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State Touts Continued Work Comp Improvement
Incidence of workers' compensation injuries continues to decline
HELENA — The Montana Department of Labor reports that the incidence of workers' compensation injuries continues to decline, a trend that backers of reform to the system hope will continue.

The agency's recent annual workers' compensation report said the number of claims decreased about 4 percent from the past year.

Before a slate of 2011 reforms, Montana was the most expensive state in the nation to buy such insurance. In rankings released late last year, Montana moved up seven slots.

"As a state we are making great strides in preventing workplace accidents and I firmly believe the number of claims will continue to go down," DOL commissioner Pam Bucy wrote in the report.

Bucy said the state is seeing the positive effects of the reform legislation passed. She said the agency will also be reconvening the Labor Management Advisory Council to further study the impact. Membership includes workers, business managers and others affected by the issue.

State Rep. Scott Reichner, who helped push the workers' compensation reforms through the Legislature, said he is "absolutely pleased" with the results.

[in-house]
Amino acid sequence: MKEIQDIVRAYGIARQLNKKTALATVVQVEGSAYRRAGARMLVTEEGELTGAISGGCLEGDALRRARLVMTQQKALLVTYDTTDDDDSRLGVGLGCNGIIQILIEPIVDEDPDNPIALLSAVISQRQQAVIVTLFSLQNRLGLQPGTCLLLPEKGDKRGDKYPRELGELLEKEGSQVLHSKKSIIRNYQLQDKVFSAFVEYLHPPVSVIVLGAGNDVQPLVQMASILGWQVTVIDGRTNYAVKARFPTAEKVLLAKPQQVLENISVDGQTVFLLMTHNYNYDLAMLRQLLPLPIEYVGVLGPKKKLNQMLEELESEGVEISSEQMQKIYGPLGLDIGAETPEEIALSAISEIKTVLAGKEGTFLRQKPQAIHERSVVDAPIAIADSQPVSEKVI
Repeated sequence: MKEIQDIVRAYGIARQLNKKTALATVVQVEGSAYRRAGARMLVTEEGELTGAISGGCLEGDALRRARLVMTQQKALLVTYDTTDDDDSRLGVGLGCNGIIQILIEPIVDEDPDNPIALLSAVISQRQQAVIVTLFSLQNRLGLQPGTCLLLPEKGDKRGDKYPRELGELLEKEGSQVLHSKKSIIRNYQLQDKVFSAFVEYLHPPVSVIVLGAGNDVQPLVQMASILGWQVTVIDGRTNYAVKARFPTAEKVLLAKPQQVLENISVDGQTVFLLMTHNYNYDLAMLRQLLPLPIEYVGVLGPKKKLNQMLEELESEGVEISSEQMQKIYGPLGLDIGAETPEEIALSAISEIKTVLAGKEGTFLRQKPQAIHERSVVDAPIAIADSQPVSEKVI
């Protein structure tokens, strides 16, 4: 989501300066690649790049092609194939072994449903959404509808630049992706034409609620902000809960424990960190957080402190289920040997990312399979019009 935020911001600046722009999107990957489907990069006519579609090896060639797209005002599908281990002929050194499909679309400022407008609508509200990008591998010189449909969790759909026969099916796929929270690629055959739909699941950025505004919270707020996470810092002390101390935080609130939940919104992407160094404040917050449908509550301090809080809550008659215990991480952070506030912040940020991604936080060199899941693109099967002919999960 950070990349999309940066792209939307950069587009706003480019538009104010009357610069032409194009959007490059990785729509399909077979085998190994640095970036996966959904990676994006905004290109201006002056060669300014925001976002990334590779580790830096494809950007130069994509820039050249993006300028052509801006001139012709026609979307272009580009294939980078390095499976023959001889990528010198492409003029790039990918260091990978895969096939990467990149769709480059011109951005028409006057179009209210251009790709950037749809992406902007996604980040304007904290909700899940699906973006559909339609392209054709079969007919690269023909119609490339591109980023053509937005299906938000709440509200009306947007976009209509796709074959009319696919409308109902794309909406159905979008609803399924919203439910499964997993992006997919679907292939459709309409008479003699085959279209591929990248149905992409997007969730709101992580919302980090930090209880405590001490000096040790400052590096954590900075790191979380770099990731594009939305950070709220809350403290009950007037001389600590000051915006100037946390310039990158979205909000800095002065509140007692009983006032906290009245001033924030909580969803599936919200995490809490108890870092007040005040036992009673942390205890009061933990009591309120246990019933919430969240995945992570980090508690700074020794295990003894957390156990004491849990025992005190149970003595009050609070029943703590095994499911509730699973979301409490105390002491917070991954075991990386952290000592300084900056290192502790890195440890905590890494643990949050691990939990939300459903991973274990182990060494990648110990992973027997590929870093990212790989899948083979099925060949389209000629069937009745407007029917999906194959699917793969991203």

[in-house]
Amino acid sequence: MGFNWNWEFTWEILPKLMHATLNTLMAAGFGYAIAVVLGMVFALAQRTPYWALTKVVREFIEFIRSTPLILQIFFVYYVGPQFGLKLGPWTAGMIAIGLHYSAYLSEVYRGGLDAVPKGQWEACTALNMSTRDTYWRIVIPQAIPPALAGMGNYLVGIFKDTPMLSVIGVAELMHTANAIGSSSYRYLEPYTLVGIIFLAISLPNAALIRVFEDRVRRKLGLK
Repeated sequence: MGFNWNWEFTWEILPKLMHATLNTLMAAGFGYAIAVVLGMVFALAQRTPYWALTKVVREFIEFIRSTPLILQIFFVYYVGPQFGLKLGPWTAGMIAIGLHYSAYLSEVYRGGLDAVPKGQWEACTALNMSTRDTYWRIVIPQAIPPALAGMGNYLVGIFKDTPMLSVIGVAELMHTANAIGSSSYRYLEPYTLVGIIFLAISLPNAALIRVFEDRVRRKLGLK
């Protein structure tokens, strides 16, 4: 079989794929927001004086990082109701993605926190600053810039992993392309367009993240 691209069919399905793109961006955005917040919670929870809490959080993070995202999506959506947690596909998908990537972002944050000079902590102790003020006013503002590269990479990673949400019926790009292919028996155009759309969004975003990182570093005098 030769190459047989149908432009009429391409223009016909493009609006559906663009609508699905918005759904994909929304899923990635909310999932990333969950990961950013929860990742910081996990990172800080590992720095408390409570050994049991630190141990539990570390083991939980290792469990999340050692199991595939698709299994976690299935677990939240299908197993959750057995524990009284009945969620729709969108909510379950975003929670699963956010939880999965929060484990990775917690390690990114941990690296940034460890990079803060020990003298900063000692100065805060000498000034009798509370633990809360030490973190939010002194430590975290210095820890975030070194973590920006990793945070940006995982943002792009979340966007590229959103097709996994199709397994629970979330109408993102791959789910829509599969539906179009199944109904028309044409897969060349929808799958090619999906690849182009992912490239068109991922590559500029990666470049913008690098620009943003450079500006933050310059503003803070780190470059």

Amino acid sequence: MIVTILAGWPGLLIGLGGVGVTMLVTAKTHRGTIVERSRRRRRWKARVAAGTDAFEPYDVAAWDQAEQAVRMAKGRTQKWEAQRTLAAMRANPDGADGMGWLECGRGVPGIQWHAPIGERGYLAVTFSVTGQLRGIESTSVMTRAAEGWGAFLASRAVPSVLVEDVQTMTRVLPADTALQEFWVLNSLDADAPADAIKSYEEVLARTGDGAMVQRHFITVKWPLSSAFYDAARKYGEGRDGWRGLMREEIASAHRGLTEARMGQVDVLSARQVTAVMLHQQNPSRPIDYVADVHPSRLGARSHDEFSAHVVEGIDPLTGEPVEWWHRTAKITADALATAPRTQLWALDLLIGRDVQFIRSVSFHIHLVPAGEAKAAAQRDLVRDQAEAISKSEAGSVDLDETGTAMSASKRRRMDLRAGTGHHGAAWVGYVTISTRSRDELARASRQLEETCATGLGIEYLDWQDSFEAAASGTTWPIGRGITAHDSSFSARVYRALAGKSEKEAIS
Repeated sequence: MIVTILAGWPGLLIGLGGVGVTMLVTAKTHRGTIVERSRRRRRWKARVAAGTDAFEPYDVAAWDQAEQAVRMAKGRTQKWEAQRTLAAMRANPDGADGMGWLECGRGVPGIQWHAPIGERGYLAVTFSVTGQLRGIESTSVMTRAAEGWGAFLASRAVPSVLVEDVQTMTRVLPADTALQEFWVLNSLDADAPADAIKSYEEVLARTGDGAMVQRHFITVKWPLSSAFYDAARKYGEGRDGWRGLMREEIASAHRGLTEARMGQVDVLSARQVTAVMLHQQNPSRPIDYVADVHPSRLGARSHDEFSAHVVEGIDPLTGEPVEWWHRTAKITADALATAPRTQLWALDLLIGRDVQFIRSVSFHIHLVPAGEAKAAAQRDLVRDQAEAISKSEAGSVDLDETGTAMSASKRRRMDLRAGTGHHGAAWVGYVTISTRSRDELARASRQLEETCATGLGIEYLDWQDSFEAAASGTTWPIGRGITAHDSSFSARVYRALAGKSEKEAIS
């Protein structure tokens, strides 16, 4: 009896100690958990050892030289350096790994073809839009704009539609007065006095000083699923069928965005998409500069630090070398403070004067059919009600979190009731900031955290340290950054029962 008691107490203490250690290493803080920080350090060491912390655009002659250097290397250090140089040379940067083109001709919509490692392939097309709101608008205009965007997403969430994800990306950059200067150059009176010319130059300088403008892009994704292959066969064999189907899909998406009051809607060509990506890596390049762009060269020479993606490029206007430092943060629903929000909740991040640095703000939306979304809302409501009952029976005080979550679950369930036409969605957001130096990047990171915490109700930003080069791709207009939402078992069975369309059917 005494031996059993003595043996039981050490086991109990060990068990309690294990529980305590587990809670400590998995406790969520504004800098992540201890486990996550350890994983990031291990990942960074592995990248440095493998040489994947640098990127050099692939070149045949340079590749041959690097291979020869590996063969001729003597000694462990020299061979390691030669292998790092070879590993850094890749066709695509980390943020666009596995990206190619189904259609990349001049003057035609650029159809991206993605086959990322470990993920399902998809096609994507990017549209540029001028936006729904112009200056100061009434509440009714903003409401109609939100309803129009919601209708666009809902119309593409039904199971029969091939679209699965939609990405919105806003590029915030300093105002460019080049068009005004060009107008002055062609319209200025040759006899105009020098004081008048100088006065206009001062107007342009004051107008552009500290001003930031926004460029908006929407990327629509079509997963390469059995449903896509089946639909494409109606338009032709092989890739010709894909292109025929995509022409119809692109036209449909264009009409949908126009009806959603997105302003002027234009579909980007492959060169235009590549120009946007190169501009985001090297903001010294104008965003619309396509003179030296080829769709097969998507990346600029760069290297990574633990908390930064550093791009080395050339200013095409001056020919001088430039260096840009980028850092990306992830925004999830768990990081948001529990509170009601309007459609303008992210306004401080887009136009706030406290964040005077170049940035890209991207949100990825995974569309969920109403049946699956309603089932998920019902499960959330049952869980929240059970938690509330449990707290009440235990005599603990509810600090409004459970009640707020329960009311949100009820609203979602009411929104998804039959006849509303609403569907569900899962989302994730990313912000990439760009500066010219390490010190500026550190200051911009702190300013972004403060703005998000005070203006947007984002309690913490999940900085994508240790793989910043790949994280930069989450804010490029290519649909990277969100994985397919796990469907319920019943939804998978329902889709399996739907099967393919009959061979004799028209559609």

"It proves that the citizen legislature can work together to accomplish great change," Reichner said. "Major reform along with safety training throughout the state is the reason for the major drop in rates."

Reichner said he expects that safety training and new medical guidelines going into place will further decrease rates.

The Labor Department also said it continues to invest in training for safer workplaces and campaigns designed to get workers back to work more quickly.

Diana Ferriter, administrator for the Employment Relations Division, said that the cost of the insurance dropped another 5 percent in Montana this summer. Last year there was no change following a steep decline of 22 percent in the summer of 2011 after the legislation was signed into law.

"These trends we are seeing in reduced number of claims and controlling medical costs will just help our economy in the state while also keeping workers safe and healthy during their work life. And hopefully it is a sign that things will improve," she said.

Ferriter said a big issue remains Montana's relatively high rate of workplace injuries. She said the state still injures workers at much higher rates than elsewhere. And the injuries aren't restricted to jobs most people consider high risk, like construction or mining.

In the past year, health care and social assistance workers had the highest rate of workers' compensation injuries. The other most injury-prone fields were public administration, retail, education, food services, followed by construction and manufacturing.

The most common injury was a strain, followed by falling or tripping, and then being struck by an object.
 
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